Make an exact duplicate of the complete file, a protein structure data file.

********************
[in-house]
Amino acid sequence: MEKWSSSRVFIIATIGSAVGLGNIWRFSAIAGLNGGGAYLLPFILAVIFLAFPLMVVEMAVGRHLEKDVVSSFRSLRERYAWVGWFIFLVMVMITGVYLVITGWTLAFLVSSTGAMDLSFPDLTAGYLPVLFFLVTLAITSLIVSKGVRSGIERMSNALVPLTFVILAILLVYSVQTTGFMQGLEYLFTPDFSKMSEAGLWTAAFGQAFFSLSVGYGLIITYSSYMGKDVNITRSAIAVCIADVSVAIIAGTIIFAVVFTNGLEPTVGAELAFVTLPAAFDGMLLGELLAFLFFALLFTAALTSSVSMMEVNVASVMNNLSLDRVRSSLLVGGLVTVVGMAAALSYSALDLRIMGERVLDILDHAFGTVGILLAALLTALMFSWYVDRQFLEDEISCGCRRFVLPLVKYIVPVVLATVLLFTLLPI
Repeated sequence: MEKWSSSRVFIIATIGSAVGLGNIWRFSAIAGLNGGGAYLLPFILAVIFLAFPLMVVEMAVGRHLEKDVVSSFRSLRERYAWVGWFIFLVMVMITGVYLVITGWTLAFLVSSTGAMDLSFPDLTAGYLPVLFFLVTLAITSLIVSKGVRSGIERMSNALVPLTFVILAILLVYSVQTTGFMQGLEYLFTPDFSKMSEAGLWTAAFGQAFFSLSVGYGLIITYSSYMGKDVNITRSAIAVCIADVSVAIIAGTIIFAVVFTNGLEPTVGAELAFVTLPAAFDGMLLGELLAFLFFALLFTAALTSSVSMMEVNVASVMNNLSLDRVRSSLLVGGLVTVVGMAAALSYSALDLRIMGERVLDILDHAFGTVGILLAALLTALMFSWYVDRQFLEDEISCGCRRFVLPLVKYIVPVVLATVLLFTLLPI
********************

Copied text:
[in-house]
Amino acid sequence: MEKWSSSRVFIIATIGSAVGLGNIWRFSAIAGLNGGGAYLLPFILAVIFLAFPLMVVEMAVGRHLEKDVVSSFRSLRERYAWVGWFIFLVMVMITGVYLVITGWTLAFLVSSTGAMDLSFPDLTAGYLPVLFFLVTLAITSLIVSKGVRSGIERMSNALVPLTFVILAILLVYSVQTTGFMQGLEYLFTPDFSKMSEAGLWTAAFGQAFFSLSVGYGLIITYSSYMGKDVNITRSAIAVCIADVSVAIIAGTIIFAVVFTNGLEPTVGAELAFVTLPAAFDGMLLGELLAFLFFALLFTAALTSSVSMMEVNVASVMNNLSLDRVRSSLLVGGLVTVVGMAAALSYSALDLRIMGERVLDILDHAFGTVGILLAALLTALMFSWYVDRQFLEDEISCGCRRFVLPLVKYIVPVVLATVLLFTLLPI
Repeated sequence: MEKWSSSRVFIIATIGSAVGLGNIWRFSAIAGLNGGGAYLLPFILAVIFLAFPLMVVEMAVGRHLEKDVVSSFRSLRERYAWVGWFIFLVMVMITGVYLVITGWTLAFLVSSTGAMDLSFPDLTAGYLPVLFFLVTLAITSLIVSKGVRSGIERMSNALVPLTFVILAILLVYSVQTTGFMQGLEYLFTPDFSKMSEAGLWTAAFGQAFFSLSVGYGLIITYSSYMGKDVNITRSAIAVCIADVSVAIIAGTIIFAVVFTNGLEPTVGAELAFVTLPAAFDGMLLGELLAFLFFALLFTAALTSSVSMMEVNVASVMNNLSLDRVRSSLLVGGLVTVVGMAAALSYSALDLRIMGERVLDILDHAFGTVGILLAALLTALMFSWYVDRQFLEDEISCGCRRFVLPLVKYIVPVVLATVLLFTLLPI